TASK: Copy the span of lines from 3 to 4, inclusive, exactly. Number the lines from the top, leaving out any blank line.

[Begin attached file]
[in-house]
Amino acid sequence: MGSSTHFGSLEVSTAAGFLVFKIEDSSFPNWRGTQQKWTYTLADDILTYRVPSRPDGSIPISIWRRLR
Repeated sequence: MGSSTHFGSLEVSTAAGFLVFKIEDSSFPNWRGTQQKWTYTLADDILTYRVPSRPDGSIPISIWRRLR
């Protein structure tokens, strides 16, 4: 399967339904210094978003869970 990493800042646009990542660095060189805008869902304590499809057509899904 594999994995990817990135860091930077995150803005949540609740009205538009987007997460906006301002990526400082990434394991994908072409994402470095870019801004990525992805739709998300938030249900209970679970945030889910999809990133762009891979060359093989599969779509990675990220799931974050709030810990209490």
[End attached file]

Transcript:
Repeated sequence: MGSSTHFGSLEVSTAAGFLVFKIEDSSFPNWRGTQQKWTYTLADDILTYRVPSRPDGSIPISIWRRLR
């Protein structure tokens, strides 16, 4: 399967339904210094978003869970 990493800042646009990542660095060189805008869902304590499809057509899904 594999994995990817990135860091930077995150803005949540609740009205538009987007997460906006301002990526400082990434394991994908072409994402470095870019801004990525992805739709998300938030249900209970679970945030889910999809990133762009891979060359093989599969779509990675990220799931974050709030810990209490």